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9 The Generated Scanner

The output of flex is the file lex.yy.c, which contains the scanning routine yylex(), a number of tables used by it for matching tokens, and a number of auxiliary routines and macros. By default, yylex() is declared as follows:

    int yylex()
        ... various definitions and the actions in here ...

(If your environment supports function prototypes, then it will be int yylex( void ).) This definition may be changed by defining the YY_DECL macro. For example, you could use:

    #define YY_DECL float lexscan( a, b ) float a, b;

to give the scanning routine the name lexscan, returning a float, and taking two floats as arguments. Note that if you give arguments to the scanning routine using a K&R-style/non-prototyped function declaration, you must terminate the definition with a semi-colon (;).

flex generates ‘C99’ function definitions by default. Flex used to have the ability to generate obsolete, er, ‘traditional’, function definitions. This was to support bootstrapping gcc on old systems. Unfortunately, traditional definitions prevent us from using any standard data types smaller than int (such as short, char, or bool) as function arguments. Furthermore, traditional definitions support added extra complexity in the skeleton file. For this reason, current versions of flex generate standard C99 code only, leaving K&R-style functions to the historians.

Whenever yylex() is called, it scans tokens from the global input file yyin (which defaults to stdin). It continues until it either reaches an end-of-file (at which point it returns the value 0) or one of its actions executes a return statement.

If the scanner reaches an end-of-file, subsequent calls are undefined unless either yyin is pointed at a new input file (in which case scanning continues from that file), or yyrestart() is called. yyrestart() takes one argument, a FILE * pointer (which can be NULL, if you’ve set up YY_INPUT to scan from a source other than yyin), and initializes yyin for scanning from that file. Essentially there is no difference between just assigning yyin to a new input file or using yyrestart() to do so; the latter is available for compatibility with previous versions of flex, and because it can be used to switch input files in the middle of scanning. It can also be used to throw away the current input buffer, by calling it with an argument of yyin; but it would be better to use YY_FLUSH_BUFFER (see Actions). Note that yyrestart() does not reset the start condition to INITIAL (see Start Conditions).

If yylex() stops scanning due to executing a return statement in one of the actions, the scanner may then be called again and it will resume scanning where it left off.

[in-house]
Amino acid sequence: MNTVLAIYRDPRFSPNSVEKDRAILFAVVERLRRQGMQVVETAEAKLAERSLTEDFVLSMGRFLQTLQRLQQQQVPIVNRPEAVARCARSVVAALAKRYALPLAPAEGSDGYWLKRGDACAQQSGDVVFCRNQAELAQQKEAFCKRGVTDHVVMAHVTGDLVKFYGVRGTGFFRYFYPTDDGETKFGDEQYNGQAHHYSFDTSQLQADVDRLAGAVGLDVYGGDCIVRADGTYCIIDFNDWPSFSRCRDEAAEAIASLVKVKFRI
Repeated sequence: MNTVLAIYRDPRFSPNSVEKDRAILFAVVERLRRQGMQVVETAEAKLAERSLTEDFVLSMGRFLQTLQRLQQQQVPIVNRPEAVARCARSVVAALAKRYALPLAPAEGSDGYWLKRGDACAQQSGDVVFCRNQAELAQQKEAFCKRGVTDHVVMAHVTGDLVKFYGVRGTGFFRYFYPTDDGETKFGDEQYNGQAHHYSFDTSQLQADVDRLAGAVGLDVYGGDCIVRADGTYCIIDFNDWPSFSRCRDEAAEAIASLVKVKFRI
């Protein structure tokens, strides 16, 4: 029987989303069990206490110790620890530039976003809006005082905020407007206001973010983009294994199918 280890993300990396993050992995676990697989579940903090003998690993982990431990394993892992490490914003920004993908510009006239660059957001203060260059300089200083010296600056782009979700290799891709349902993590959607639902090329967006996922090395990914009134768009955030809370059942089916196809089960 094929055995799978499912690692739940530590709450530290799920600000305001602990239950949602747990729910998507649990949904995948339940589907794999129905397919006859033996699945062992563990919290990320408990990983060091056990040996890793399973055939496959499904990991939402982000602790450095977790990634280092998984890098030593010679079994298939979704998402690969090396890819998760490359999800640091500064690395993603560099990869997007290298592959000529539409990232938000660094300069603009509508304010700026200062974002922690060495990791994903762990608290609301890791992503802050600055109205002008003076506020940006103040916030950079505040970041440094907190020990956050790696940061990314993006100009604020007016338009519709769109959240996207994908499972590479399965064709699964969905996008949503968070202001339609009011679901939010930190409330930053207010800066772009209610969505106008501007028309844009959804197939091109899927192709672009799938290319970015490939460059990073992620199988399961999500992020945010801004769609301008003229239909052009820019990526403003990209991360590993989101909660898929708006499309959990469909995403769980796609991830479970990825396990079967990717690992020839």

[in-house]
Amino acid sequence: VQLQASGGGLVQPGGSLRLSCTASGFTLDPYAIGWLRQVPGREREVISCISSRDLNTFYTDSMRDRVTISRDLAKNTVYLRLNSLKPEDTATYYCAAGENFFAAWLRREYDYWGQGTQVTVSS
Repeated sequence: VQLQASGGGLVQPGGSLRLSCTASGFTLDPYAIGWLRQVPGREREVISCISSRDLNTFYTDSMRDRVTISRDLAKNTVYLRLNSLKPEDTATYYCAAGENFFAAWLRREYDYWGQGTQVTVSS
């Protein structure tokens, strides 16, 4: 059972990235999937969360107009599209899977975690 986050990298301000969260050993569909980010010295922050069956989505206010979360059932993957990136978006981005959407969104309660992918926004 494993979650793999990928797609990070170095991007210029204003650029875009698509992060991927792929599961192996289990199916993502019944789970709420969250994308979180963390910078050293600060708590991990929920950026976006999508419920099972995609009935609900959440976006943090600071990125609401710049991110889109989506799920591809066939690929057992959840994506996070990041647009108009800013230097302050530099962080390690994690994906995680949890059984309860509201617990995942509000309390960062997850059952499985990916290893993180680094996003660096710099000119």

By default (and for purposes of efficiency), the scanner uses block-reads rather than simple getc() calls to read characters from yyin. The nature of how it gets its input can be controlled by defining the YY_INPUT macro. The calling sequence for YY_INPUT() is YY_INPUT(buf,result,max_size). Its action is to place up to max_size characters in the character array buf and return in the integer variable result either the number of characters read or the constant YY_NULL (0 on Unix systems) to indicate ‘EOF’. The default YY_INPUT reads from the global file-pointer yyin.

Here is a sample definition of YY_INPUT (in the definitions section of the input file):

    #define YY_INPUT(buf,result,max_size) \
        { \
        int c = getchar(); \
        result = (c == EOF) ? YY_NULL : (buf[0] = c, 1); \

This definition will change the input processing to occur one character at a time.

When the scanner receives an end-of-file indication from YY_INPUT, it then checks the yywrap() function. If yywrap() returns false (zero), then it is assumed that the function has gone ahead and set up yyin to point to another input file, and scanning continues. If it returns true (non-zero), then the scanner terminates, returning 0 to its caller. Note that in either case, the start condition remains unchanged; it does not revert to INITIAL.

If you do not supply your own version of yywrap(), then you must either use %option noyywrap (in which case the scanner behaves as though yywrap() returned 1), or you must link with ‘-lfl’ to obtain the default version of the routine, which always returns 1.

For scanning from in-memory buffers (e.g., scanning strings), see Scanning Strings. See Multiple Input Buffers.

The scanner writes its ECHO output to the yyout global (default, stdout), which may be redefined by the user simply by assigning it to some other FILE pointer.

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